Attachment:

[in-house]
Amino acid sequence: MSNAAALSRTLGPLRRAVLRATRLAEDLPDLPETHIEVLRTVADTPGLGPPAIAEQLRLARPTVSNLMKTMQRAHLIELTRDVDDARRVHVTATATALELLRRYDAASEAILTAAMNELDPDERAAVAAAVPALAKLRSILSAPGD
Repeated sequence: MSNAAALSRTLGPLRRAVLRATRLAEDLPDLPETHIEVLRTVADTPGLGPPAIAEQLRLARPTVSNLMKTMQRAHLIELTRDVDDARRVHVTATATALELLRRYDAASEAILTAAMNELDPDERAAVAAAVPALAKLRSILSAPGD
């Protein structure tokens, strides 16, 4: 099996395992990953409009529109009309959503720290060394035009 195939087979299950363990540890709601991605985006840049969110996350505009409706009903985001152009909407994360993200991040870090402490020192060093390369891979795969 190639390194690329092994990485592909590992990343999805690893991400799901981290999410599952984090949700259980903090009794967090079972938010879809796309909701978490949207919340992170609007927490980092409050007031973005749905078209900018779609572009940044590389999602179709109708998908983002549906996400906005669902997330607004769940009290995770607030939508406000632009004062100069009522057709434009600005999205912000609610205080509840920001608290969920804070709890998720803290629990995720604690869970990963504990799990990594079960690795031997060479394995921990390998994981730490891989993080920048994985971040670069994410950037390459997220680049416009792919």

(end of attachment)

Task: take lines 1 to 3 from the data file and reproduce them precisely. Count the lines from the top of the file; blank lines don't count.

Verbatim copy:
[in-house]
Amino acid sequence: MSNAAALSRTLGPLRRAVLRATRLAEDLPDLPETHIEVLRTVADTPGLGPPAIAEQLRLARPTVSNLMKTMQRAHLIELTRDVDDARRVHVTATATALELLRRYDAASEAILTAAMNELDPDERAAVAAAVPALAKLRSILSAPGD
Repeated sequence: MSNAAALSRTLGPLRRAVLRATRLAEDLPDLPETHIEVLRTVADTPGLGPPAIAEQLRLARPTVSNLMKTMQRAHLIELTRDVDDARRVHVTATATALELLRRYDAASEAILTAAMNELDPDERAAVAAAVPALAKLRSILSAPGD